SAINT JOHN, NEW BRUNSWICK — Saint John, more than anything else, is an industrial port city. It is a city that faces challenges, but it is also a place of great potential and opportunity that has a lot to offer to tourists and potential residents. And it is also an underappreciated and often derided city because of decades of population decline (until the 2011 census).
I do not want to engage in uncritical civic boosterism, so I must be honest about the challenges a place faces. One of the most significant challenges is poverty. According to a 2014 study based on Statistics Canada After-Tax Low-Income Measure data, Saint John is tied with Toronto for the highest child poverty rates in the country. Randy Hatfield, of the Saint John Human Development Council, highlighted these challenges in a recent CBC Information Morning interview, where he raised the issues of high rates of teen pregnancy in the city.
Other challenges facing Saint John are finding a property tax system where revenues can be fairly and adequately raised, regional governance of a fragmented metropolitan region (this was the focus of my PhD dissertation research and I gave a presentation on this to Saint John city council on invitation of then-mayor Mel Norton and council). Saint John also faces the challenge of dilapidated buildings.
However, being honest about these challenges, and realizing that any civic and public policy strategy must include the poor and vulnerable, it is important to highlight that this city has much to offer that goes underappreciated. There is an amazing civic spirit and sense of community in the city, comedian James Mullinger filled a stadium for one of his recent shows, out-selling Jerry Seinfeld for largest audience for a comedian (an amazing feat given that Greater Saint John is a relatively small city region). The Uptown city centre offers a dense and vibrant urban core, there is a beautiful waterfront that combines recreational and working/industrial activities, and the city has a rich architectural heritage as well as a rich arts and cultural scene.
The photo essay below is based on photos I’ve posted on my Instagram account.
Streetlife, the Boardwalk:
Saint John has a waterfront that includes port and industrial activities, one can see smokestacks and ships being loaded. It is a working waterfront.
However, it is also a waterfront that offers a vibrant recreational, arts, and cultural life, in particular the Boardwalk which features street performers and concerts, with people enjoying the entertainment from restaurant patios or crowding around performers. It features local talent and talent from away. The cruise ships which dock at Saint John add to this waterfront life.
Parks and Nature:
Rockwood Park, close to the urban core, is among the larger municipal parks in Canada and contains many scenic natural sights including Lilly Lake.
King’s Square offers a great gathering point for the city’s Uptown city centre where, on a nice day, one can see many people relaxing and enjoying the sights.
A Rich Architectural Heritage:
Saint John’s buildings, especially in the urban centre, offer rich and intricate architectural detail, featuring an array of styles from the 19th and early 20th centuries. These buildings make for a great experience walking through neighbourhoods in the urban core. I want to thank Saint John architects Bob Boyce and Morgan Lanigan, as well as Saint John writer Julia Wright, who helped me learned about some of these architectural styles as well as the histories behind some of these buildings.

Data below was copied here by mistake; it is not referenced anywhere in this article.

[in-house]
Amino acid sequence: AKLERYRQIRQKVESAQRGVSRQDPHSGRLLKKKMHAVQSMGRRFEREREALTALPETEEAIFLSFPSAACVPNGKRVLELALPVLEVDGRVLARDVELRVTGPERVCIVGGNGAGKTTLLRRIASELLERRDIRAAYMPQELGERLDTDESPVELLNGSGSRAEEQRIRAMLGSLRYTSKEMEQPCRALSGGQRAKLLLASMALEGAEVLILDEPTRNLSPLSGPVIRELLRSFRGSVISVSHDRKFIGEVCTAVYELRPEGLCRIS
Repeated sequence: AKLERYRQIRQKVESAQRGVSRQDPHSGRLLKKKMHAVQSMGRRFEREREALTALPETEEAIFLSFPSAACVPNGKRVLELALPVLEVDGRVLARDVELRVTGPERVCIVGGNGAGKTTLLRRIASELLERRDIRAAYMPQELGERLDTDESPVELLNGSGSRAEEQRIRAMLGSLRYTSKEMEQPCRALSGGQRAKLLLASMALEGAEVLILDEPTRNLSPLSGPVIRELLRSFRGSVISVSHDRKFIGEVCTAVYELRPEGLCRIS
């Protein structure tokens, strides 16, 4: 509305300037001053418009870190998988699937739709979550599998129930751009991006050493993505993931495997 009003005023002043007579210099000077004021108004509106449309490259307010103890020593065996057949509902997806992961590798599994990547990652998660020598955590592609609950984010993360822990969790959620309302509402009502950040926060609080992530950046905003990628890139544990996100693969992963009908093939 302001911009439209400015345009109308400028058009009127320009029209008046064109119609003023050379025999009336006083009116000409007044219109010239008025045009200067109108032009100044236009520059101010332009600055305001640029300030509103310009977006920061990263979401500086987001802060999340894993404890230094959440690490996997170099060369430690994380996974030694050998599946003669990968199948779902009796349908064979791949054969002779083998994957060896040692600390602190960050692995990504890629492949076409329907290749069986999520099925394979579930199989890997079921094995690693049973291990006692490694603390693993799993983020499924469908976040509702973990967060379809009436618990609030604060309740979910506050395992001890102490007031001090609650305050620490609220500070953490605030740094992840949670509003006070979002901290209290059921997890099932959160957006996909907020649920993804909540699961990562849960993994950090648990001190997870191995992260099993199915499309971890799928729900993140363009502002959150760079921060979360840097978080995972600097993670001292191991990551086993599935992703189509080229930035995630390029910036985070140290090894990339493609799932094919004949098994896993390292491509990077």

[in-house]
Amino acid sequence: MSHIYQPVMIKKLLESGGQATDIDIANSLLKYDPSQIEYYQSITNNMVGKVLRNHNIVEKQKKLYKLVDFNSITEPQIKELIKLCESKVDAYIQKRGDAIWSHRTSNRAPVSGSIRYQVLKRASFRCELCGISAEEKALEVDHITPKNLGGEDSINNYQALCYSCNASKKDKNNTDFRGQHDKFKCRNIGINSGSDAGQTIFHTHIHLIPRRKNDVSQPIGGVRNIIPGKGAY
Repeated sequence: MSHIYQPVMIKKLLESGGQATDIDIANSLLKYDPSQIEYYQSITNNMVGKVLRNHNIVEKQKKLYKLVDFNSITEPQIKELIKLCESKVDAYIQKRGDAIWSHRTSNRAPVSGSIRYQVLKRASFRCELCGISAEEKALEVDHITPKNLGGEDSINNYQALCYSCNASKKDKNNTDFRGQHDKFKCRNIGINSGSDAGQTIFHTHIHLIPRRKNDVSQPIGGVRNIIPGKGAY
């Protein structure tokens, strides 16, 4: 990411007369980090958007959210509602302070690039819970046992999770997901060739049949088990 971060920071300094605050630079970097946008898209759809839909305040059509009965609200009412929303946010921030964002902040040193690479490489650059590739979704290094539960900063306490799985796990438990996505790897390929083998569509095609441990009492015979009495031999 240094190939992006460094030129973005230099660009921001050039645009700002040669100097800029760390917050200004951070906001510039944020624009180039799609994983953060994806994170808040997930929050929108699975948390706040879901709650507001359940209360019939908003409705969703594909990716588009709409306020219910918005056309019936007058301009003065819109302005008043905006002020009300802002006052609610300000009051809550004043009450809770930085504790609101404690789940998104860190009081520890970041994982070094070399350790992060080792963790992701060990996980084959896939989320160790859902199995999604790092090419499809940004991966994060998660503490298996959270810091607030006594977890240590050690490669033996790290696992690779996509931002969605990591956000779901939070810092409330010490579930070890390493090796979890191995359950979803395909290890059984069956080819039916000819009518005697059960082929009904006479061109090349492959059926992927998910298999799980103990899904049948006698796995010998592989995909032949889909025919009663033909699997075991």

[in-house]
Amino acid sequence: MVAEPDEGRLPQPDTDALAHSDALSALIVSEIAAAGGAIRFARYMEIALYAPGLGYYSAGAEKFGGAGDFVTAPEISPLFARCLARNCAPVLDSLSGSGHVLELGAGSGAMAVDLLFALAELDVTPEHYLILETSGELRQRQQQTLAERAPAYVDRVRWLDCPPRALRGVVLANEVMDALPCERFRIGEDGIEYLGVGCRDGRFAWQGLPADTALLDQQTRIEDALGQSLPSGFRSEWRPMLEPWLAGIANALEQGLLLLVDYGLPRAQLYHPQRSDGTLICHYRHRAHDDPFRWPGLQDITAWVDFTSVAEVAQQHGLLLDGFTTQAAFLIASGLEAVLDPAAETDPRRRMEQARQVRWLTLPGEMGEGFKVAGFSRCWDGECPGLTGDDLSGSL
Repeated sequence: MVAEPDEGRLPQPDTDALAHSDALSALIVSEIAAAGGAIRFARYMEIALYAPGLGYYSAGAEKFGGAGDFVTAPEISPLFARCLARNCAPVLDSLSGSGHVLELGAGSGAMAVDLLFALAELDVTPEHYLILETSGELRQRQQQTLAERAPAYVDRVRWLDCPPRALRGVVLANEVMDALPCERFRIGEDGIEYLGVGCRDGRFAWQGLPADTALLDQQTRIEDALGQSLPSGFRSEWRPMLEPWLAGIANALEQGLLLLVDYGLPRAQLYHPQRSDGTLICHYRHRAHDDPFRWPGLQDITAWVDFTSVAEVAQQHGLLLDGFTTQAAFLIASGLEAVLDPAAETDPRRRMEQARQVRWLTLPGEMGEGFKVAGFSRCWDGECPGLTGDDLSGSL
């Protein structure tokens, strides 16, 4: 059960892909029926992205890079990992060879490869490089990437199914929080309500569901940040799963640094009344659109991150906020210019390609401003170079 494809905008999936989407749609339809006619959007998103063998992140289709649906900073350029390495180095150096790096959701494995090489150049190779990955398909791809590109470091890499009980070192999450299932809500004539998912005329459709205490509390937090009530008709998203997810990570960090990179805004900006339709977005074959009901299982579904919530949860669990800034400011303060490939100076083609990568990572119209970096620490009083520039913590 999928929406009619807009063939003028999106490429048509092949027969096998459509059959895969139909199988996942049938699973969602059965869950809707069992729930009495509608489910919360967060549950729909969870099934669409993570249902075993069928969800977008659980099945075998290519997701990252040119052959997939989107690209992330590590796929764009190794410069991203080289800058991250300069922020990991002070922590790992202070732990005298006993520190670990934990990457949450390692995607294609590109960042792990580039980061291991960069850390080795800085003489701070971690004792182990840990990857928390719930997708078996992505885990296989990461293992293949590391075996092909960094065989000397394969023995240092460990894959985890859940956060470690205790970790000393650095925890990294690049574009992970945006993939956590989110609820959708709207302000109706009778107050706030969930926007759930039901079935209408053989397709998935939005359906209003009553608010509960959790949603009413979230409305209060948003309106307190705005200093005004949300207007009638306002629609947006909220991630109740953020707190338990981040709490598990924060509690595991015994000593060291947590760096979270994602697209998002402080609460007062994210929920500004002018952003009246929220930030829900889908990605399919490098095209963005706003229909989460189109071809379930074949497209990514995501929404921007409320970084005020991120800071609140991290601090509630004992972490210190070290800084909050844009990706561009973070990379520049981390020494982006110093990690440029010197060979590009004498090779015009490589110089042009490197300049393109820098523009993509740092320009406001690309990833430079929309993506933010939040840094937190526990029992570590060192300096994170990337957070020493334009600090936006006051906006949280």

More than anything, the photos tell the story of these striking buildings better than any written description can (though being there in person is even better).
Caverhill Hall (pictured above) is a distinct castle-like building on Sydney Street. It was built in 1884 as a private residence and represents a distinct Victorian-era style. In later decades the building served as a bar/nightclub.
There are many brick buildings in Saint John that feature intricate architectural detail, seen in the photos below.
This blue house on Orange Street (photo below) looks like it could be in San Francisco. It features a style known as “bracketed Italianate” referring to the trim around the doors and windows and the “brackets” supporting the roof.
The Saint John Jewish Historical Museum is a Romanesque Revival building and it was originally a private residence.
The city’s Uptown also features historic civic buildings, including these two Second Empire Style buildings from the 19th century.
Conclusion – A City With Challenges But Much Potential:
Saint John is a city that faces challenges, from poverty to local government and administration. However, it is a city that has much to offer, from beautiful natural sights, to a vibrant civic and cultural life, to a rich architectural heritage.
This article is not meant to be an unconditional civic booster that ignores harsh realities the city is facing, but it is meant to highlight what this city offers. It is a smaller and often overlooked city that deserves more attention.
The city’s architectural heritage offers many interesting stories and sights for a casual stroll. Saint John also offers street entertainment and beautiful natural vistas in close proximity. It is a city that is both industrial and post-industrial, with visible smokestacks alongside a growing creative economy. It is a city worth exploring, for residents and tourists, and it is a city that warrants more attention and appreciation.
Hassan Arif recently completed his PhD in urban sociology at the University of New Brunswick. You can follow him on Twitter